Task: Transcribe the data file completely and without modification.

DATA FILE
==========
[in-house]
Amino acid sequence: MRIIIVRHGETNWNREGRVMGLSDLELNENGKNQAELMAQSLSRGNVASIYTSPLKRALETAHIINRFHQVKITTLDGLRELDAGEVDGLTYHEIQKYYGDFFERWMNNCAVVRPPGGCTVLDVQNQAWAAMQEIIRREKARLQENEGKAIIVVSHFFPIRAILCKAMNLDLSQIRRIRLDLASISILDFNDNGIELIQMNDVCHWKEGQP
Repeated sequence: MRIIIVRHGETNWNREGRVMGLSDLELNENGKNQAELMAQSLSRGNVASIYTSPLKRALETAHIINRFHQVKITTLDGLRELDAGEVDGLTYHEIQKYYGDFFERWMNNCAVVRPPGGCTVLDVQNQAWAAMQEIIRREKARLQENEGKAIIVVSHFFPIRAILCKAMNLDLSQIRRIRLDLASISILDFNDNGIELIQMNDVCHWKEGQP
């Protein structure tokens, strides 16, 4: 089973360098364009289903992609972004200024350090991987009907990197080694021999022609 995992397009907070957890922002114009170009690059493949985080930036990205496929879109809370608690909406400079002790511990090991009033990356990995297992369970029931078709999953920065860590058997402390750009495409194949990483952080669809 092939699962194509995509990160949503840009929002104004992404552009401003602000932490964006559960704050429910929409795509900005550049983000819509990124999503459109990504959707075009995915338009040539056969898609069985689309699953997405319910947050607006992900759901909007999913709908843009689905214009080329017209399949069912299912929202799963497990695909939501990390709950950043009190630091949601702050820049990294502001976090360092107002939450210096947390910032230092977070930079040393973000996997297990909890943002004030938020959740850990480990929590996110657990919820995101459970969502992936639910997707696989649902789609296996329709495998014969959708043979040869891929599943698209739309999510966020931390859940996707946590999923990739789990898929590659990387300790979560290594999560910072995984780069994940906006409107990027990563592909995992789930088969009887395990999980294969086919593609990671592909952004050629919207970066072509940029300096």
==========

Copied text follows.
[in-house]
Amino acid sequence: MRIIIVRHGETNWNREGRVMGLSDLELNENGKNQAELMAQSLSRGNVASIYTSPLKRALETAHIINRFHQVKITTLDGLRELDAGEVDGLTYHEIQKYYGDFFERWMNNCAVVRPPGGCTVLDVQNQAWAAMQEIIRREKARLQENEGKAIIVVSHFFPIRAILCKAMNLDLSQIRRIRLDLASISILDFNDNGIELIQMNDVCHWKEGQP
Repeated sequence: MRIIIVRHGETNWNREGRVMGLSDLELNENGKNQAELMAQSLSRGNVASIYTSPLKRALETAHIINRFHQVKITTLDGLRELDAGEVDGLTYHEIQKYYGDFFERWMNNCAVVRPPGGCTVLDVQNQAWAAMQEIIRREKARLQENEGKAIIVVSHFFPIRAILCKAMNLDLSQIRRIRLDLASISILDFNDNGIELIQMNDVCHWKEGQP
């Protein structure tokens, strides 16, 4: 089973360098364009289903992609972004200024350090991987009907990197080694021999022609 995992397009907070957890922002114009170009690059493949985080930036990205496929879109809370608690909406400079002790511990090991009033990356990995297992369970029931078709999953920065860590058997402390750009495409194949990483952080669809 092939699962194509995509990160949503840009929002104004992404552009401003602000932490964006559960704050429910929409795509900005550049983000819509990124999503459109990504959707075009995915338009040539056969898609069985689309699953997405319910947050607006992900759901909007999913709908843009689905214009080329017209399949069912299912929202799963497990695909939501990390709950950043009190630091949601702050820049990294502001976090360092107002939450210096947390910032230092977070930079040393973000996997297990909890943002004030938020959740850990480990929590996110657990919820995101459970969502992936639910997707696989649902789609296996329709495998014969959708043979040869891929599943698209739309999510966020931390859940996707946590999923990739789990898929590659990387300790979560290594999560910072995984780069994940906006409107990027990563592909995992789930088969009887395990999980294969086919593609990671592909952004050629919207970066072509940029300096």